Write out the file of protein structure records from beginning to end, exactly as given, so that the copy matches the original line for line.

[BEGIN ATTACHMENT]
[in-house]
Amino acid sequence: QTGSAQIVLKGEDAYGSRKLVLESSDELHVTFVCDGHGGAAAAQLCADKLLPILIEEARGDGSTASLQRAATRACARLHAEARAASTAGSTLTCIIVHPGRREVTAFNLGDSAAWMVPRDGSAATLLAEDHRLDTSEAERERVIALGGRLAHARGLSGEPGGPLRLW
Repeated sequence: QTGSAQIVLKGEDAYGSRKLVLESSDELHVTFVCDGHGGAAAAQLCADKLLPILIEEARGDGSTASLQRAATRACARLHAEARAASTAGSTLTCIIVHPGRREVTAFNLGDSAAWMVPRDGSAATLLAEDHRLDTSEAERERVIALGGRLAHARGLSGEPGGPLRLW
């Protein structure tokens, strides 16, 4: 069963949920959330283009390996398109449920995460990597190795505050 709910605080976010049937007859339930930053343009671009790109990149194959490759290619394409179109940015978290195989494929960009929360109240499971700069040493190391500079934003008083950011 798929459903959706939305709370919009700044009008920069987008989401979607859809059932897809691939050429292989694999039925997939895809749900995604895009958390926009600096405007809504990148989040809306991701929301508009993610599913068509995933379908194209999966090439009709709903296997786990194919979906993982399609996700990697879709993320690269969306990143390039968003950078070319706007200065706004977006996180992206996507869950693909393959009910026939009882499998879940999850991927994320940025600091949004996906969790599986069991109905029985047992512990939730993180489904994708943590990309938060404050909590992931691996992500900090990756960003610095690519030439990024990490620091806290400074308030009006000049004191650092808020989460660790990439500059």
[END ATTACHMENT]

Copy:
[in-house]
Amino acid sequence: QTGSAQIVLKGEDAYGSRKLVLESSDELHVTFVCDGHGGAAAAQLCADKLLPILIEEARGDGSTASLQRAATRACARLHAEARAASTAGSTLTCIIVHPGRREVTAFNLGDSAAWMVPRDGSAATLLAEDHRLDTSEAERERVIALGGRLAHARGLSGEPGGPLRLW
Repeated sequence: QTGSAQIVLKGEDAYGSRKLVLESSDELHVTFVCDGHGGAAAAQLCADKLLPILIEEARGDGSTASLQRAATRACARLHAEARAASTAGSTLTCIIVHPGRREVTAFNLGDSAAWMVPRDGSAATLLAEDHRLDTSEAERERVIALGGRLAHARGLSGEPGGPLRLW
């Protein structure tokens, strides 16, 4: 069963949920959330283009390996398109449920995460990597190795505050 709910605080976010049937007859339930930053343009671009790109990149194959490759290619394409179109940015978290195989494929960009929360109240499971700069040493190391500079934003008083950011 798929459903959706939305709370919009700044009008920069987008989401979607859809059932897809691939050429292989694999039925997939895809749900995604895009958390926009600096405007809504990148989040809306991701929301508009993610599913068509995933379908194209999966090439009709709903296997786990194919979906993982399609996700990697879709993320690269969306990143390039968003950078070319706007200065706004977006996180992206996507869950693909393959009910026939009882499998879940999850991927994320940025600091949004996906969790599986069991109905029985047992512990939730993180489904994708943590990309938060404050909590992931691996992500900090990756960003610095690519030439990024990490620091806290400074308030009006000049004191650092808020989460660790990439500059």